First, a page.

The Art of Setting Personal Annual Goals

People tend to be a bit skeptical about setting a personal annual goal. Plans often don’t align with your reality and we’ve all experienced the frustration of setting a goal and giving up a few months into the year, unintentionally hurting your self-esteem.

But, if we don’t have a goal and a plan, we don’t really know whether we are headed in the right direction nor whether we’re making a progress towards a goal or not.

I deeply believe one of the core purpose of personal goal setting is not only to achieve them, but to build up your confidence and increase your self-esteem.


For the past 14 years straight, I’ve created a ritual of setting a personal annual goal on the 1st week of January and track throughout the year whether if I’m getting close to those goals or not. It started out as a simple blog post with a list of items that I wanted to aim that year, organized into a few categories.

Then I realized the ones that were vague were not getting done or had to make a subjective judgment at the end of the year that felt kind of cheating. So, started to apply a few rules of goal setting and then fine tuning them over time.

I draft a personal annual plan into 4 categories, with 3-5 goals per category, broken down quarterly. The goals tend to be stretch goals, but not always as I’ll explain below. In hindsight, this evolved into something similar to company OKRs. But let me list some of the rules I’ve used that turned out to be pretty helpful when setting your own personal goals for the year.

Lesson 1. Make your Goals “SAM”


There are frameworks like “SMART” goals, but I use a simpler SAM framework: Specific, Actionable, and Measurable. For someone to actually accomplish the goals and track progress throughout the year, it’s really effective making them SAM.

First, the goals need to be specific! Pretty straight forward, right? In reality, we’ve all set our new year resolutions before: “I’m going to eat healthy this year” or “I’m going to loose weight” or “I’m going to travel more” or “I’m going to cut down drinking.”

Sounds familiar? Probably after a quarter or so, these “goals” tend to feel more vague, and you feel like you’ve tried already, probably made some effort and possibly a bit of progress, but don’t really feel like you’re on the right path and eventually loose interest in them after the first few months.

Now, if we turn these goals into “I’m going to run an average of 3 hours weekly and 1 hour of weight training” or “I’m going to eat only half of whatever that comes out from a restaurant” or “I’m only going to drink 2 glasses of wine and 1 bottle of beer and no other types of alcohol in a week” makes it more interesting and doable.

Second, they need to be actionable! When you are new to annual planning, the level of goals will vary quite a bit, because we’re not yet used to breaking down the goals in to similar size chunks. This requires practice.

For example, “I want to take better care of those around me this year” or “I’m going to be a better partner” can be directionally good, but it’s highly likely to fail as a goal. What’s worse is that there’s no real way to tell whether you’ve actually succeeded or failed.

How about, “I’m going to send 3 of my close friends and 5 colleagues a hand-written cards on their birthdays and buy them 1 cup of tea per person a month” or “I’m going to go on a 3 full-day out-of-town trip a quarter with my partner” can make these goals more vivid and actionable.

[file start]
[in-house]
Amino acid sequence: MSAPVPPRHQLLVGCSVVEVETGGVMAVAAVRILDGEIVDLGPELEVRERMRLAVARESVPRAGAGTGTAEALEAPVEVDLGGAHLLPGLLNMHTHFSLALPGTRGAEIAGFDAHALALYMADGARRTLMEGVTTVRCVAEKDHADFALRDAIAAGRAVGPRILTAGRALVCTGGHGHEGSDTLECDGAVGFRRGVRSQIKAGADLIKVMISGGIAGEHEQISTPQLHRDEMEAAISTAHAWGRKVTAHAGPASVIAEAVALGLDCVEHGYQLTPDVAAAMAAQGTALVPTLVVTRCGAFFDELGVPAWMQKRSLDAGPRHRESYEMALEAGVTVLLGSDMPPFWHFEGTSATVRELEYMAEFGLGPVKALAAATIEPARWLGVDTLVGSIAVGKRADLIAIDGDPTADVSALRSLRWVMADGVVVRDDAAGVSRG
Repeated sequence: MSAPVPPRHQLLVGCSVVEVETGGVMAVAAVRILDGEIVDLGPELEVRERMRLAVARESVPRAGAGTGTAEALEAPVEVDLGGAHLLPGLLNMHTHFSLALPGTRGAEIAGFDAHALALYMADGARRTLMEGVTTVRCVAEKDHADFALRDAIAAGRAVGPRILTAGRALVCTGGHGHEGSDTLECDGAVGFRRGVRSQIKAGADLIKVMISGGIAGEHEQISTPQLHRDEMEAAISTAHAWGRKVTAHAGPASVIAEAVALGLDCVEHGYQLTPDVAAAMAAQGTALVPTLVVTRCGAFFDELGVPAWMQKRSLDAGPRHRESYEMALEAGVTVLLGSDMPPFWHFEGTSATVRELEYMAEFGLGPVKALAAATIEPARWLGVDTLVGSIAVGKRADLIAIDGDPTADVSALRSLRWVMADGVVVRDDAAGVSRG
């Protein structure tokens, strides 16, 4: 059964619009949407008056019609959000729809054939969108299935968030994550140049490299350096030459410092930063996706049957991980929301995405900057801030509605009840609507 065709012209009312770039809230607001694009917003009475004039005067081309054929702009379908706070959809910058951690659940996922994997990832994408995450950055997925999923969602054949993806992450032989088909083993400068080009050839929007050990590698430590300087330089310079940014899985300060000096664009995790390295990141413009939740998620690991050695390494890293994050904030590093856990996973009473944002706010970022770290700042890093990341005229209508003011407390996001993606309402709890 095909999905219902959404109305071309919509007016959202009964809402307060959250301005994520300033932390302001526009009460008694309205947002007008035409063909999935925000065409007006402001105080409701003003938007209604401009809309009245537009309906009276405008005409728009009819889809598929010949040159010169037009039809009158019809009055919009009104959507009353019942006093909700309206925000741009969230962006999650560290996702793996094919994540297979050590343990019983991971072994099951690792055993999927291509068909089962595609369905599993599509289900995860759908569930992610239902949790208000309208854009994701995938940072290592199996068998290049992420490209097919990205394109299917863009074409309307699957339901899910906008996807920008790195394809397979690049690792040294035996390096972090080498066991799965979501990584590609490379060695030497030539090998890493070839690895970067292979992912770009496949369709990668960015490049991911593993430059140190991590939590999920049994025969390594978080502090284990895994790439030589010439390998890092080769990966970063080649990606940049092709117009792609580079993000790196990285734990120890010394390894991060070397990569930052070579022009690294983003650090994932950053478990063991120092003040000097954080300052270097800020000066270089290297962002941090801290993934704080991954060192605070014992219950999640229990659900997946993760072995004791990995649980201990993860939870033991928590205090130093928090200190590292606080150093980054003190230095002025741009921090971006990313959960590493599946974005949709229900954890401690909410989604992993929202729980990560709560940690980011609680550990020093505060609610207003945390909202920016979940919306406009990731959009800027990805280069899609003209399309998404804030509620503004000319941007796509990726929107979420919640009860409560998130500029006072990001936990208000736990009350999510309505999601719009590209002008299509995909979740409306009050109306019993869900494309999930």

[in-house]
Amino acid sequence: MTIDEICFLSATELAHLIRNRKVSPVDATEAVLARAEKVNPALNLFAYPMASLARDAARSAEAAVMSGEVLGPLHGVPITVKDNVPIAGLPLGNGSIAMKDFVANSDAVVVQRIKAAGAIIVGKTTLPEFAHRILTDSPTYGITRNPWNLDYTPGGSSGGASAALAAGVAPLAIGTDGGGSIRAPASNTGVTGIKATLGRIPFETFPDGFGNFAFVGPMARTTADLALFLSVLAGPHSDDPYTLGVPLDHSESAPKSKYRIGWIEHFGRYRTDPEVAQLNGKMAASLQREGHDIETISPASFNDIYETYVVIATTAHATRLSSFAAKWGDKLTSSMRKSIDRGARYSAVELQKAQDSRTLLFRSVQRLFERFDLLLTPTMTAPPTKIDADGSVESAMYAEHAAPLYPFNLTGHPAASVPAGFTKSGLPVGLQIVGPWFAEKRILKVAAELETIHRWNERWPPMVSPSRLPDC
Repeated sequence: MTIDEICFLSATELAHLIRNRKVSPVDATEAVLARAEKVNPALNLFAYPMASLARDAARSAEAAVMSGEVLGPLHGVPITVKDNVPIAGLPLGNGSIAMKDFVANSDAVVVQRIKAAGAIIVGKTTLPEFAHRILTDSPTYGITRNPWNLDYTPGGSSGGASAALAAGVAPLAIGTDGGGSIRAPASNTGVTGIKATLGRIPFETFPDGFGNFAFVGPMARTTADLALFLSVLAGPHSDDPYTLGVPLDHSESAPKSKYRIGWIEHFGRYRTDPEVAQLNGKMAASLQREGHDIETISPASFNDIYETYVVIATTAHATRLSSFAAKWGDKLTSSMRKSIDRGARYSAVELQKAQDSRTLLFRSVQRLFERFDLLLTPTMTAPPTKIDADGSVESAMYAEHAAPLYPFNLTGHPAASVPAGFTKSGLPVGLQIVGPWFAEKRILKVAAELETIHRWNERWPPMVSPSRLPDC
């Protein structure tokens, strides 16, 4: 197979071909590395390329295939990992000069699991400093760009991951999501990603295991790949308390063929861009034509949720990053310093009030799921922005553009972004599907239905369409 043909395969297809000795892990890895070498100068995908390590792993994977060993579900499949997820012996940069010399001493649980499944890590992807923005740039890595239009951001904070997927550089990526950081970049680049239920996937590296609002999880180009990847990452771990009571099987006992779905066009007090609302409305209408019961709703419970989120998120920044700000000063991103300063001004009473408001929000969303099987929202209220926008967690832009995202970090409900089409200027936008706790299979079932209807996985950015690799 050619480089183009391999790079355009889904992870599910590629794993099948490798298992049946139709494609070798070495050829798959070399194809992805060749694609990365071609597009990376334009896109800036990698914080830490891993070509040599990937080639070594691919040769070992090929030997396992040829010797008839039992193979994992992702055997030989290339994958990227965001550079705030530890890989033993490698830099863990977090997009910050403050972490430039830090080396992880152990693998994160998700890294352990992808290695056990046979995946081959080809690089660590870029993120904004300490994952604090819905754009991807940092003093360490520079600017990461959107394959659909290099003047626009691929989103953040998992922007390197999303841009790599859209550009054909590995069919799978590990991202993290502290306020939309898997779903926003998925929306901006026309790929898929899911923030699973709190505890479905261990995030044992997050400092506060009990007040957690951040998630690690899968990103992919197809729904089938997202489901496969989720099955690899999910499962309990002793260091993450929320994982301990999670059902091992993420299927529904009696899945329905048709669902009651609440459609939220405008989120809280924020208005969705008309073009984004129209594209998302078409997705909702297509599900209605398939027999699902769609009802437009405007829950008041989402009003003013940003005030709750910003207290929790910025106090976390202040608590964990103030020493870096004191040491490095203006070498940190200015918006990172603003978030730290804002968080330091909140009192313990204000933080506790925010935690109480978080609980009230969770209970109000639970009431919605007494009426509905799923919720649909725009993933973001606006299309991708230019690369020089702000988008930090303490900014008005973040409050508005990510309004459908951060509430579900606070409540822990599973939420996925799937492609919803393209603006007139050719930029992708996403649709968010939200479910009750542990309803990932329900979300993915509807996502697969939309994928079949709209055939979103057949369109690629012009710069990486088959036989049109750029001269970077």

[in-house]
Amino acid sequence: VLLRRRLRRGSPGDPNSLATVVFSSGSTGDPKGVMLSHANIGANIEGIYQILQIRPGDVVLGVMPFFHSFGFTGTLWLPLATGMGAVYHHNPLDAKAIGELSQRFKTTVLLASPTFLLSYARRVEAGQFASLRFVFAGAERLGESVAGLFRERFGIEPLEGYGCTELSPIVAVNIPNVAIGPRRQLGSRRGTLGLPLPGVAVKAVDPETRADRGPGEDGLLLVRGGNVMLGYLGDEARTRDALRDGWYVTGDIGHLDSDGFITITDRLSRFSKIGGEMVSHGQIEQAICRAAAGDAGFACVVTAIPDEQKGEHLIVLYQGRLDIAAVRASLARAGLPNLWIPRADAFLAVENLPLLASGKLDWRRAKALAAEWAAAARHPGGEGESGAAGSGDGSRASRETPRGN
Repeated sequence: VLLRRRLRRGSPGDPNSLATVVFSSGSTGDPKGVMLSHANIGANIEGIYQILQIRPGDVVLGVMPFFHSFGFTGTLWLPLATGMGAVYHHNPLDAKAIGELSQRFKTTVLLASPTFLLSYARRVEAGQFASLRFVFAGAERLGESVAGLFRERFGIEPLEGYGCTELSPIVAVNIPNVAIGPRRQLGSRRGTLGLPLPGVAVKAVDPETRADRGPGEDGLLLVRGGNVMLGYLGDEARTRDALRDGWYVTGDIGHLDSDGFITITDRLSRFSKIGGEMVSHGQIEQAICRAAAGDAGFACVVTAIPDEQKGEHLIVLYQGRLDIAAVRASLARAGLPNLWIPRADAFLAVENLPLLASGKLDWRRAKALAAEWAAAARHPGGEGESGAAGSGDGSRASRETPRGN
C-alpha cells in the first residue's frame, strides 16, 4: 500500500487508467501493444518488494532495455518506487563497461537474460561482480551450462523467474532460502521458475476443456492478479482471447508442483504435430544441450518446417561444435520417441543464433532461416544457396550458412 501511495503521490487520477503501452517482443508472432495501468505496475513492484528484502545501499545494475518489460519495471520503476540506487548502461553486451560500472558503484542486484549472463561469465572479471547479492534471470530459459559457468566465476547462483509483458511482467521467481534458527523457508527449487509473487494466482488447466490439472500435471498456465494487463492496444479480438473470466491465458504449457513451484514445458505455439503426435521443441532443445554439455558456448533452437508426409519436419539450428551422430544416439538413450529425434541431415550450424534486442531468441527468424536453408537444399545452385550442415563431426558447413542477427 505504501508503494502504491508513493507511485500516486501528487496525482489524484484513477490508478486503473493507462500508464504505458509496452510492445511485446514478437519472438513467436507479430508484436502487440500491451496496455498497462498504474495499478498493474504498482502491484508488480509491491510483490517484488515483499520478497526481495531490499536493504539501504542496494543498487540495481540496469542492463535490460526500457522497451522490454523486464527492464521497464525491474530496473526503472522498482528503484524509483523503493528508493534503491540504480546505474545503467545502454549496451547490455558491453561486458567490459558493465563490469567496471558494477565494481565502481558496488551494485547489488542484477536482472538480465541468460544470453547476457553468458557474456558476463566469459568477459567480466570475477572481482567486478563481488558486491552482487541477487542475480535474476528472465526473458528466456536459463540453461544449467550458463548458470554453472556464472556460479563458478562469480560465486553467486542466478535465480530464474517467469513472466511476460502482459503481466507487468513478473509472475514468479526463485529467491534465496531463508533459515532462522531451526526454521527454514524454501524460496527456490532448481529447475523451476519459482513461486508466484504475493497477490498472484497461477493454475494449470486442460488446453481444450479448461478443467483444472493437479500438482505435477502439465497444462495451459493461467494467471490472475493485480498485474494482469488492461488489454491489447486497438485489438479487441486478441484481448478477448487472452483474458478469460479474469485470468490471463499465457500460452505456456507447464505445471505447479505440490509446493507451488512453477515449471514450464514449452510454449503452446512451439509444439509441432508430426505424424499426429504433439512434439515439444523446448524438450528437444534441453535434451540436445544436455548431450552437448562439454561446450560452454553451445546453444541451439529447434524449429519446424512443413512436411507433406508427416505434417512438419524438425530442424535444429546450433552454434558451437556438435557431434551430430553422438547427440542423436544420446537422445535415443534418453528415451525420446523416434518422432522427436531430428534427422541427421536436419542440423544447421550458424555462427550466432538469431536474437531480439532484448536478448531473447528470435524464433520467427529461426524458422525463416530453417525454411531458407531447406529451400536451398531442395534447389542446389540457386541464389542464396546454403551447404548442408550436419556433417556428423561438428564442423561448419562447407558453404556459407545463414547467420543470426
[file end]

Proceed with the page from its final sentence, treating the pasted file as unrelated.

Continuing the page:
Third, make them measurable! You can’t measure everything in life in the most accurate way possible, but as you can see from the previous examples, it’s easier to get the sense of the momentum and progress by making them measurable in an objective way.

Instead of setting “I want to write more this year,” changing the goal to “I will write 2 blog posts a month” makes it much better goal for you to track and raise your motivation as you make further progress. It’s also easier to track your overall pace, as you can easily track whether you are behind the annual goal or getting ahead.

Lesson 2. Minimize the Management Overhead


When you first set goals, you immediately jump into action and make progress on your first week. Like bookkeeping or writing diaries, you do a good job in the beginning, but the progress winds down after the first few months, if not weeks. 

If you run too hard and tight at the beginning, your management overhead (e.g. effort of recording, time, attention, etc.) becomes an overbearing burden, so you will likely to drop the goal the moment you make a mistake or fail to keep up with your initial pace.

So instead of pressuring yourself to execute and record everything on a daily basis, try to make it easier for you to track with wider cadence. A simple recommendation is to track smaller items weekly and bigger items monthly or quarterly. 

For example, unless you’ve built a strong habit of reading books regularly, there are periods in a month or a quarter where you really have a good momentum of reading books, then there are periods where you simply don’t want to open a book. So set quarterly goals for this, so you’re not pressuring yourself to perform constantly everyday, and bake in enough flexibility to pick things back up when you can, and at the same time, you kind of know at the back of your head that it’s one of the goals you want to hit this quarter.

So if you make it easier to keep a record and also give wide enough cadence and timeline for you to perform them, your likelihood of stopping midway will decrease and your subconsciousness will eventually pick things up and steer you towards the direction you’ve set.